LETTERPRESS

Letterpress printing is a centuries old printing technique, and involves having plates made to be used on a letterpress machine, a large and heavy piece of equipment that "stamps" the image or text onto the paper, like a large rubber stamp, only with lots more pressure. It is still a very manual process, with the paper being hand fed, and lots of checking for pressure, color, etc. Softer and thicker papers need to be used for this type of printing. With letterpress, an indentation is left into the paper that can be felt and seen up-close, giving this method a luxurious look and feel. Only one color of ink can be done at a time, and each color needed requires it’s own plates to be made, which is why the price can jump up from one color to two color - it is printed twice with separate plates and ink cleaning in between each run. Letterpress printing can be combined with foil, offset, or digital printing to get just the look you’re wanting.

Benefits:
Classic and traditional method to print
Great way to add texture to your piece
Best option if you want a substantially thick invitation

Things to Consider:
Double sided printing requires extra thick stock
Longer turn around time

Cost: $$


FOIL STAMPING

Fairly similar to letterpress printing, but instead of ink, foil sheets are used and the hot dies press the foil into the paper. Again, these require a separate copper plate for each run, and are usually done best in small amounts, like text, flourishes or borders.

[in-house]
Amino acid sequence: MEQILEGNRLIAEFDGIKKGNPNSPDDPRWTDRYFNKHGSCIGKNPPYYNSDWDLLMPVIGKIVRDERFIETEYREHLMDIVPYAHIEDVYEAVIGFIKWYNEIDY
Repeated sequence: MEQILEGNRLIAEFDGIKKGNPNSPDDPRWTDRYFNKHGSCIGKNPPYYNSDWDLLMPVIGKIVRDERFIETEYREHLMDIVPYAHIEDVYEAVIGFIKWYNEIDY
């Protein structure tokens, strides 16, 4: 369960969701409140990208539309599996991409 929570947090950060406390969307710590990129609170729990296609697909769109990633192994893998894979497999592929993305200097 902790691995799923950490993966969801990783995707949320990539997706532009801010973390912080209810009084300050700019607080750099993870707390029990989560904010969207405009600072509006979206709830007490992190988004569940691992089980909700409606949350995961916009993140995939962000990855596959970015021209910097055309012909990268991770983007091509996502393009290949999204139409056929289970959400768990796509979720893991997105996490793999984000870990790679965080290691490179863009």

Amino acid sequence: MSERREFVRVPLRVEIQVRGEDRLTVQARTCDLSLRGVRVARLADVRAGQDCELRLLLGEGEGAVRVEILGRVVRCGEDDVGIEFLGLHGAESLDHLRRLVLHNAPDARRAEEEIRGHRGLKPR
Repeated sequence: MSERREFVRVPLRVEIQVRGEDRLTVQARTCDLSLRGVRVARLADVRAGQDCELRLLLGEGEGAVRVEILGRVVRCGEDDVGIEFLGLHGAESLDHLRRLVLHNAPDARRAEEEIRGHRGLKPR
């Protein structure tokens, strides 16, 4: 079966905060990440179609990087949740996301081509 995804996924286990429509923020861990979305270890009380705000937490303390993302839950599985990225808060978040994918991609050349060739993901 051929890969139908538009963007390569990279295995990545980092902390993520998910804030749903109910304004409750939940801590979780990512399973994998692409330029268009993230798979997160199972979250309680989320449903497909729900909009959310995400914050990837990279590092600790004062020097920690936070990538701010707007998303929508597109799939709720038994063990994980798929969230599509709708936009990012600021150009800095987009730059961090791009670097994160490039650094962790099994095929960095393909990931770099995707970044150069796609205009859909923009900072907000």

Benefits:
Great way to add a pop of metallic to your invitation
Multiple color foils available
Lighter foil colors make a great statement on darker stocks

Things to Consider:
Foil plates are required for each color used
The turn around time is similar to letterpress printing

Cost: $$$


OFFSET

Good to use when letterpress isn't an option, but still want the specific color matching capabilities, which is why it's great to use in addition to letterpress. Individual colors are used, so plates still need to be made to print; so going up in colors can be costly. It has a smooth and crisp finish, but can be done on letterpress stock.

Benefits:
Best when wanting to color match
Crisp and smooth look and feel

Things to Consider: 
Slightly longer turn around time than digital

Cost: $$


DIGITAL

This is the most affordable way to print, and the price doesn’t change if you have multiple colors in your palette. It is very similar to using an at-home inkjet printer, where the four ink colors (cyan, magenta, yellow and black) are used to create an endless spectrum.

Benefits:
Quick turn around time
Best option for printing colored graphics (think watercolors, photos or illustrations)
Can use a wide range of paper
Proofs are available

Things to Consider:
Light colored stocks need to be used
Printing over 130# paper stock

Cost: $